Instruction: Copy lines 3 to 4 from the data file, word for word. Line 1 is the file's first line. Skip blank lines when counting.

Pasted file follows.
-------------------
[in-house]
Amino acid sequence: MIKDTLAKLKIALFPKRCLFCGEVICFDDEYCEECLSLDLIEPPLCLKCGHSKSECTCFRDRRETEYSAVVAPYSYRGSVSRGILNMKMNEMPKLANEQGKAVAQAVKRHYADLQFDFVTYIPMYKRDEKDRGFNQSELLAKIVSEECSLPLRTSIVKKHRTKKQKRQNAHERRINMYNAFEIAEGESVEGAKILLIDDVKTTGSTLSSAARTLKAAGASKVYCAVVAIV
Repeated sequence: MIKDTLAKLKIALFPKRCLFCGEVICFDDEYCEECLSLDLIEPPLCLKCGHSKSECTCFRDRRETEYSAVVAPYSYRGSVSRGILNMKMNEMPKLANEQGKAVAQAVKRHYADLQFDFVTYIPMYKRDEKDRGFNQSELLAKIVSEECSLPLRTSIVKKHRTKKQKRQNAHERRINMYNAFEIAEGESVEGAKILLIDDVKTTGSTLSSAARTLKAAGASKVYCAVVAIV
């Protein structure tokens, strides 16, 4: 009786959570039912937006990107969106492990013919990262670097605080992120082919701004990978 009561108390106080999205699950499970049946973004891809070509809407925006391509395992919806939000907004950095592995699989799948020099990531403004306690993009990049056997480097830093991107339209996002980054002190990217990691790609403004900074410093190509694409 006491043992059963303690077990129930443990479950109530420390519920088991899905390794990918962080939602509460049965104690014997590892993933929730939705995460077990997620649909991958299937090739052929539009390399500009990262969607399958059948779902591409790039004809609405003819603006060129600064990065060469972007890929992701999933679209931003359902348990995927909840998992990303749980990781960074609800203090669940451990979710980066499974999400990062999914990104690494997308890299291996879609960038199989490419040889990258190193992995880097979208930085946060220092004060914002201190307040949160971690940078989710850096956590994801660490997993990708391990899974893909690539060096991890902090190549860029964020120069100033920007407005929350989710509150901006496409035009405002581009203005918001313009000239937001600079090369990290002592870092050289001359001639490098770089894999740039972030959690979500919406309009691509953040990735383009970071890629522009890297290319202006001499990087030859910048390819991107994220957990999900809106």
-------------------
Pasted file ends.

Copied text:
Repeated sequence: MIKDTLAKLKIALFPKRCLFCGEVICFDDEYCEECLSLDLIEPPLCLKCGHSKSECTCFRDRRETEYSAVVAPYSYRGSVSRGILNMKMNEMPKLANEQGKAVAQAVKRHYADLQFDFVTYIPMYKRDEKDRGFNQSELLAKIVSEECSLPLRTSIVKKHRTKKQKRQNAHERRINMYNAFEIAEGESVEGAKILLIDDVKTTGSTLSSAARTLKAAGASKVYCAVVAIV
């Protein structure tokens, strides 16, 4: 009786959570039912937006990107969106492990013919990262670097605080992120082919701004990978 009561108390106080999205699950499970049946973004891809070509809407925006391509395992919806939000907004950095592995699989799948020099990531403004306690993009990049056997480097830093991107339209996002980054002190990217990691790609403004900074410093190509694409 006491043992059963303690077990129930443990479950109530420390519920088991899905390794990918962080939602509460049965104690014997590892993933929730939705995460077990997620649909991958299937090739052929539009390399500009990262969607399958059948779902591409790039004809609405003819603006060129600064990065060469972007890929992701999933679209931003359902348990995927909840998992990303749980990781960074609800203090669940451990979710980066499974999400990062999914990104690494997308890299291996879609960038199989490419040889990258190193992995880097979208930085946060220092004060914002201190307040949160971690940078989710850096956590994801660490997993990708391990899974893909690539060096991890902090190549860029964020120069100033920007407005929350989710509150901006496409035009405002581009203005918001313009000239937001600079090369990290002592870092050289001359001639490098770089894999740039972030959690979500919406309009691509953040990735383009970071890629522009890297290319202006001499990087030859910048390819991107994220957990999900809106």